Garmin cuts losses, formally quits smartphones

Garmin logoGarmin while discussing its summer fiscal results today confirmed that it was quitting the smartphone business. The company decided after considering its position that it "cannot reach the scale necessary" to compete with others in smartphones and was shutting down its efforts. Staff involved in research and development would be moved to the in-car GPS team and other areas where the company was still growing, it said.

The navigation pioneer also reiterated its plans to develop mobile apps, which should now include BlackBerry and iPhone apps. Android GPS is still in development as well but will be an exclusive for ASUS' future phones.

Smartphones like the Garminfone were the primary liability for Garmin during the period. While its aviation, marine and outdoor GPS units grew, the automotive and mobile section saw its revenue drop 19 percent and dragged the company's total revenue down 11 percent from a year ago to $692 million. Garmin had previously admitted that its partnership with ASUS had only mustered $27 million in revenue since it began; Apple by comparison generated $8.82 billion in iPhone revenue just in the summer.

The departure closes a short-lived ambition of Garmin's to try and challenge the iPhone. When it unveiled the nuvifone in January 2008, Garmin had positioned it as a full rival to the iPhone and intended to beat Apple to having a GPS-aware device. Repeated delays meant it didn't ship to AT&T until late 2009 and let Apple not only add GPS but refine the experience until it could largely match what Garmin promised. Shortly after the iPhone 3GS launch, rivals like TomTom already had dedicated iPhone GPS apps.

Android also likely contributed to the premature end. Google Maps Navigation's debut on the Motorola Droid in November 2009 gave Americans turn-by-turn phone navigation for free and with features that weren't present even on Garmin's best GPS units, like Street View. Garmin and ASUS had already moved to Android quickly, but the custom-written GPS software had lost much of its advantage.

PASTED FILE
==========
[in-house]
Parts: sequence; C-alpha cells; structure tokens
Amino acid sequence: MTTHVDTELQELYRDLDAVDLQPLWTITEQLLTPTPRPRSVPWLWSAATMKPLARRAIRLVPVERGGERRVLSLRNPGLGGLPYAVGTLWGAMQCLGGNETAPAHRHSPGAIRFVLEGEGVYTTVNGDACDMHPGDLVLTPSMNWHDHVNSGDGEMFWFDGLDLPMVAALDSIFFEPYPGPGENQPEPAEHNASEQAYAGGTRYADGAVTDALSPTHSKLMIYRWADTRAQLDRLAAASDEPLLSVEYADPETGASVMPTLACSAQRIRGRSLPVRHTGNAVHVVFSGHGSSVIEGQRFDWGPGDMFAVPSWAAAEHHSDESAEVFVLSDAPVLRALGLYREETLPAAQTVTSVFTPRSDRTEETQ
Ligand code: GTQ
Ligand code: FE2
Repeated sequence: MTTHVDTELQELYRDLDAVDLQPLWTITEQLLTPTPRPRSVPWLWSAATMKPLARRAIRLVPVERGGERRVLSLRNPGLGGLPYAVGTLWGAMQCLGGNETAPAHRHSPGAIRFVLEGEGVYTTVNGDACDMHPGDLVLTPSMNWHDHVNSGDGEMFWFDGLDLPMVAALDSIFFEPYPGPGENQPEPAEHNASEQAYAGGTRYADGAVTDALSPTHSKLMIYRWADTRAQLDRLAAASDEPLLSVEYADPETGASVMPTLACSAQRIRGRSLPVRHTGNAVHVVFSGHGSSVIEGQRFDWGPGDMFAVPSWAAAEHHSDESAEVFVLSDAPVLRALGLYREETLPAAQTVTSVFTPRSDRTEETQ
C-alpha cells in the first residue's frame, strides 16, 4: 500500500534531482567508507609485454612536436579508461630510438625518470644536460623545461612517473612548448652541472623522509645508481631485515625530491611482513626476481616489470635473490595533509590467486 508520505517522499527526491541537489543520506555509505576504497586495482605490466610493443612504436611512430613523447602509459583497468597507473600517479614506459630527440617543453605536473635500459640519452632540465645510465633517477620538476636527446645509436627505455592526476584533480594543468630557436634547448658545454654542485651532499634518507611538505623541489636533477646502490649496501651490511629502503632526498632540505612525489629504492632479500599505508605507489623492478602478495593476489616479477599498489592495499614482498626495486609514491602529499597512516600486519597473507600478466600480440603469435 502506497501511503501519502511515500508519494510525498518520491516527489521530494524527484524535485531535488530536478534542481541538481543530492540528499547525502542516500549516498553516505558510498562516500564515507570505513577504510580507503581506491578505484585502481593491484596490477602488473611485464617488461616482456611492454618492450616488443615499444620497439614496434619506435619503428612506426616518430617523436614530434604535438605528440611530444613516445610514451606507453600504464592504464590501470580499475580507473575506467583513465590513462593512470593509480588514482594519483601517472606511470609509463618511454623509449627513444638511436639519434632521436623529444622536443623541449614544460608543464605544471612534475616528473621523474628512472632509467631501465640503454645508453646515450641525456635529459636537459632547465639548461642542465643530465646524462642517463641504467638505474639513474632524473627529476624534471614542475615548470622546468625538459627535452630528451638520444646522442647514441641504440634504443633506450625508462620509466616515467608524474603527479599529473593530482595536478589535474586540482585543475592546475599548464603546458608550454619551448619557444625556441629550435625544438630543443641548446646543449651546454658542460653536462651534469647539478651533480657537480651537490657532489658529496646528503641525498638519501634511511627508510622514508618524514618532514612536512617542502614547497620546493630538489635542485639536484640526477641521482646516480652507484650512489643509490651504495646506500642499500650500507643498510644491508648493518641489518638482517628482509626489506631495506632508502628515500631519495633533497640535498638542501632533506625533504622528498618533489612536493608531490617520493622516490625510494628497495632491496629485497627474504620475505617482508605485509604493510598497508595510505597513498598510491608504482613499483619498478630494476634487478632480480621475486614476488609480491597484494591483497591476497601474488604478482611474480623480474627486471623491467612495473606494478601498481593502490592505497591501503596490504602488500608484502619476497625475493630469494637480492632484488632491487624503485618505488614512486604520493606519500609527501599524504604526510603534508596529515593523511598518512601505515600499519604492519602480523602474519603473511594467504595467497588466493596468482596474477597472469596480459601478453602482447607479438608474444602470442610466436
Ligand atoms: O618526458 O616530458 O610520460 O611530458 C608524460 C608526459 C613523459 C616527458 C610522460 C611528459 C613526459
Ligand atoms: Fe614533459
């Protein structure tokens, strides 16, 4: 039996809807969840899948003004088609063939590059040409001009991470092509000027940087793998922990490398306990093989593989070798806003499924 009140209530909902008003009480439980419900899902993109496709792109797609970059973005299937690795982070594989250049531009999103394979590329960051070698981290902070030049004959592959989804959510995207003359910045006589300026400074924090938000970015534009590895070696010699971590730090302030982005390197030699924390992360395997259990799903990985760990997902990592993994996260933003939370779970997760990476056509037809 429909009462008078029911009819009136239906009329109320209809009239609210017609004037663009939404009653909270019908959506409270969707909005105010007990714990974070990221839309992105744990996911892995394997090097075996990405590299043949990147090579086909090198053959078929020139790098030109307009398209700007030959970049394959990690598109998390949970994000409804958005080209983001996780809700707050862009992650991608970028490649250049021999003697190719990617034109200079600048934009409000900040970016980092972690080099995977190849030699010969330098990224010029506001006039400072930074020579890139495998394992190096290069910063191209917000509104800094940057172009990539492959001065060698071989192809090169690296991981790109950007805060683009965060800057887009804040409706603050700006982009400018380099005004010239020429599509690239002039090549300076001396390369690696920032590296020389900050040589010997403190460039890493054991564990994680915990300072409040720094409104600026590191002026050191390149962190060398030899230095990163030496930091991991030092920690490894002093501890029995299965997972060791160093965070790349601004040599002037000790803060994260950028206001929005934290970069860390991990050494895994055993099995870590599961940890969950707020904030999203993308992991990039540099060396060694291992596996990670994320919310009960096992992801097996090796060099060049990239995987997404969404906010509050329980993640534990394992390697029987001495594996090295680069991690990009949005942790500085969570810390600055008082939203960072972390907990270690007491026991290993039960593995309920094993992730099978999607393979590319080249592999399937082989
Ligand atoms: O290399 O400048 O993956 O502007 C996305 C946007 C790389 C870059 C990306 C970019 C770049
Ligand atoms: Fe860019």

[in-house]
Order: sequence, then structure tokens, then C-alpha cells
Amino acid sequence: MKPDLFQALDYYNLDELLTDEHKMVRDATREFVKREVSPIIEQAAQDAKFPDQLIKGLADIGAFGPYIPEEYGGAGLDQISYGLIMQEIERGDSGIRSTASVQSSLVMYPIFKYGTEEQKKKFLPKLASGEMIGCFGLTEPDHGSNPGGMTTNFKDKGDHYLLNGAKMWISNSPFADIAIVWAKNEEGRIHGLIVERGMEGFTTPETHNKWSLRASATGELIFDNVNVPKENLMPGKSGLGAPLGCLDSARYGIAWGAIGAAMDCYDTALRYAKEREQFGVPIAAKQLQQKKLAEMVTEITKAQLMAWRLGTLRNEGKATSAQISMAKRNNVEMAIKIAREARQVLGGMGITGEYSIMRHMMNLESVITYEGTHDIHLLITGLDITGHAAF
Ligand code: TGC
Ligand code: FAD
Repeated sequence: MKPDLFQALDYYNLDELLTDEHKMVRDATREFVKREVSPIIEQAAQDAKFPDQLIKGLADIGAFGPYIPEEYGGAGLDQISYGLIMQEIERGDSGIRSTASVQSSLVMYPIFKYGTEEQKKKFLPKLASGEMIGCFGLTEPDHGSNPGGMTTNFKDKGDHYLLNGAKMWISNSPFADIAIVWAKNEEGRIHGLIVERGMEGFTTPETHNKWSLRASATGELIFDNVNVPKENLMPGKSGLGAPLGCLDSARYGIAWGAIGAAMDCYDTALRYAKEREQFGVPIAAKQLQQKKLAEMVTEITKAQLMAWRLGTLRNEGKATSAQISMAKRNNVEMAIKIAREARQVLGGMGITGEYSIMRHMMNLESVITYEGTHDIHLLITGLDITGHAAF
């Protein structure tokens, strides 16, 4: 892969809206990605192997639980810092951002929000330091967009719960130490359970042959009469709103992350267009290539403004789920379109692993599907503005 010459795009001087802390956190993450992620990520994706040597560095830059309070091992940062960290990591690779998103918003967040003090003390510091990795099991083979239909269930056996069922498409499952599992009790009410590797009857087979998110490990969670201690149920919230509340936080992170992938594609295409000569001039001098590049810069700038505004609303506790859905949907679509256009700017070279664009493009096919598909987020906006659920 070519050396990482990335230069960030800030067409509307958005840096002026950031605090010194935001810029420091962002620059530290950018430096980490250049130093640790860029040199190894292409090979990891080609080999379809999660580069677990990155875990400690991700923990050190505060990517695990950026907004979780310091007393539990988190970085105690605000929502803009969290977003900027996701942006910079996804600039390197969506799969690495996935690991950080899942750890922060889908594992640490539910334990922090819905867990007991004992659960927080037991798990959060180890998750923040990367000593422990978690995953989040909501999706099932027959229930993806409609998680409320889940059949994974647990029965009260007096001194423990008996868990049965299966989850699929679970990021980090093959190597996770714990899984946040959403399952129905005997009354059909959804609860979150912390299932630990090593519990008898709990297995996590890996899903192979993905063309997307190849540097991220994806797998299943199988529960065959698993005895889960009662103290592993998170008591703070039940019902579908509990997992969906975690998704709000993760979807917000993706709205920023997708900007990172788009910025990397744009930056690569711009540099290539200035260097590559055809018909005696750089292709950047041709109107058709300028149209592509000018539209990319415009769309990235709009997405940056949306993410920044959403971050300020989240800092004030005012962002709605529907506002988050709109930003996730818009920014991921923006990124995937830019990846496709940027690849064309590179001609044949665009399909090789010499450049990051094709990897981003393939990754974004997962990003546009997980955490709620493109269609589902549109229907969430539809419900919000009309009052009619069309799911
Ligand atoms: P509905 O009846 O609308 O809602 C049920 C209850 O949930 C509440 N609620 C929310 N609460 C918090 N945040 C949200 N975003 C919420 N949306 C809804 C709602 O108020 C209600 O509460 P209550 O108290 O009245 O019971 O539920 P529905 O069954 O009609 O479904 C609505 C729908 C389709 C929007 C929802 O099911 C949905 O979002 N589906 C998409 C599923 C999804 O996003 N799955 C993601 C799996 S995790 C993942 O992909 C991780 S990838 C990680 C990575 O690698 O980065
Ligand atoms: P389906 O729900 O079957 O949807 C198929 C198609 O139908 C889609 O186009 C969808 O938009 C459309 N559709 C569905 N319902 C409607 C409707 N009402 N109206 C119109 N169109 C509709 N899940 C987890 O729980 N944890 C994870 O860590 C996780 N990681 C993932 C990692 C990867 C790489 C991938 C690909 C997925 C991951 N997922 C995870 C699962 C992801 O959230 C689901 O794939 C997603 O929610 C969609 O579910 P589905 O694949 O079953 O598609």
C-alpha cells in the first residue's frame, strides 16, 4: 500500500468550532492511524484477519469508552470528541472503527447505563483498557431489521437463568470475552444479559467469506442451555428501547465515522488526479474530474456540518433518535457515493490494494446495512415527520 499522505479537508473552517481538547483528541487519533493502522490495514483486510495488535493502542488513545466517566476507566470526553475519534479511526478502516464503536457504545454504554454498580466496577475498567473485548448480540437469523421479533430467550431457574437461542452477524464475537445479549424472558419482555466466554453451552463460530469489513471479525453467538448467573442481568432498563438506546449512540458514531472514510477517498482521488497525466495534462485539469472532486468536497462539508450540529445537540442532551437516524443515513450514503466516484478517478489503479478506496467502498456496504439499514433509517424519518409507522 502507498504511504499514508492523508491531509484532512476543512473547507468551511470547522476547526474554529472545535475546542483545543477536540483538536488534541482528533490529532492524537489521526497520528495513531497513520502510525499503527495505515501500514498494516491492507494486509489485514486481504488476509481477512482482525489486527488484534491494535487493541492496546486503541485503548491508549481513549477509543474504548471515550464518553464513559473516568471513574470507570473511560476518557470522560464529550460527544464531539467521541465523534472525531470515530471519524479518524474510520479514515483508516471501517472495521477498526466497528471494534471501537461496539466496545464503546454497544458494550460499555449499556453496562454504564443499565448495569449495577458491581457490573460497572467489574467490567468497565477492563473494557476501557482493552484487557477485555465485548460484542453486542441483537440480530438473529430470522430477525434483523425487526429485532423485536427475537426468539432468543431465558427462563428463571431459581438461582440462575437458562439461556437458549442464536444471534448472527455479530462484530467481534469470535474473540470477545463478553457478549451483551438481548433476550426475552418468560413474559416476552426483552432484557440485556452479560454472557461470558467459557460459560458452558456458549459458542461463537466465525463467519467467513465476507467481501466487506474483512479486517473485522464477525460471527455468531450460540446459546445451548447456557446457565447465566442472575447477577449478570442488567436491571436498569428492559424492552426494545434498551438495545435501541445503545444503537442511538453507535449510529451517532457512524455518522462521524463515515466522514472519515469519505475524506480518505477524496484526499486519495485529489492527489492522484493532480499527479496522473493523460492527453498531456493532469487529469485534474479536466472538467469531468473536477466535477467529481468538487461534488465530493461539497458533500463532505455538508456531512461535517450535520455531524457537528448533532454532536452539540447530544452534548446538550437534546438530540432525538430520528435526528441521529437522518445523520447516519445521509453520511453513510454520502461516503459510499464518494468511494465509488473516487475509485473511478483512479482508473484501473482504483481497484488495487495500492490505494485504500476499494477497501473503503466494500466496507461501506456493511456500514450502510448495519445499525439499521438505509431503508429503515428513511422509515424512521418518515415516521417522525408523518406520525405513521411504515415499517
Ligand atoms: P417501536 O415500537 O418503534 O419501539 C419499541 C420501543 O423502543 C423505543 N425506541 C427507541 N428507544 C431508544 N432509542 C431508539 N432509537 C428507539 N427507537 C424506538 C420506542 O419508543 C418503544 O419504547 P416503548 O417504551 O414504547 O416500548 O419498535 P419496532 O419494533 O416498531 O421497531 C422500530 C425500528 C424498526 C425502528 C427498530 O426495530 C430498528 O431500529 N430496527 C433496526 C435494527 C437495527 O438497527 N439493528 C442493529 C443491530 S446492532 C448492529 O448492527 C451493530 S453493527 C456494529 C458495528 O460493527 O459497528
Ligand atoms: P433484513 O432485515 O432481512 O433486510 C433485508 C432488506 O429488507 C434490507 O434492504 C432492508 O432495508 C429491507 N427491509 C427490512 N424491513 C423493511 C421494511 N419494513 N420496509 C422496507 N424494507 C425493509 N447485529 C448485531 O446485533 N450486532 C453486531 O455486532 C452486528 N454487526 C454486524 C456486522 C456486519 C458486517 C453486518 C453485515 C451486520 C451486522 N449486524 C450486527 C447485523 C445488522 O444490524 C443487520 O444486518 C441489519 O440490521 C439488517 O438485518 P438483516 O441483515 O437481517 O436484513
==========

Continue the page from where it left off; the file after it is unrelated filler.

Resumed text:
Source: electronista

Tags: GPS, mobile phones

Comments
Add comment

Your name:
Sign in with:
or
Your comment:


Enter code:

E-mail (not required)
E-mail will not be disclosed to the third party


Last news

 
 
Highlights of the new feature update include a tweaked interface with Fluent Design elements
 
It’s now open to third-party developers and designed for smart home devices
 
Prices start at $1499 for the 13.5-inch model and $2499 for the 15-inch model
 
Users claim the Start menu isn’t working after the upgrade
 
It will release its first all-purpose AI chips by the end of 2017
 
Android 8.1 Oreo arriving on Pixel phones "in the coming weeks"
 
The Snapdragon 636 also comes with support for modern ultra-wide FHD+ displays
The Samsung Galaxy A5 (2017) Review
The evolution of the successful smartphone, now with a waterproof body and USB Type-C
February 7, 2017 /
Samsung Galaxy TabPro S - a tablet with the Windows-keyboard
The first Windows-tablet with the 12-inch display Super AMOLED
June 7, 2016 /
Keyboards for iOS
Ten iOS keyboards review
July 18, 2015 /
Samsung E1200 Mobile Phone Review
A cheap phone with a good screen
March 8, 2015 / 4
Creative Sound Blaster Z sound card review
Good sound for those who are not satisfied with the onboard solution
September 25, 2014 / 2
Samsung Galaxy Gear: Smartwatch at High Price
The first smartwatch from Samsung - almost a smartphone with a small body
December 19, 2013 /
 
 

News Archive

 
 
SuMoTuWeThFrSa
1234567
891011121314
15161718192021
22232425262728
293031    




Poll

Do you use microSD card with your phone?
or leave your own version in comments (4)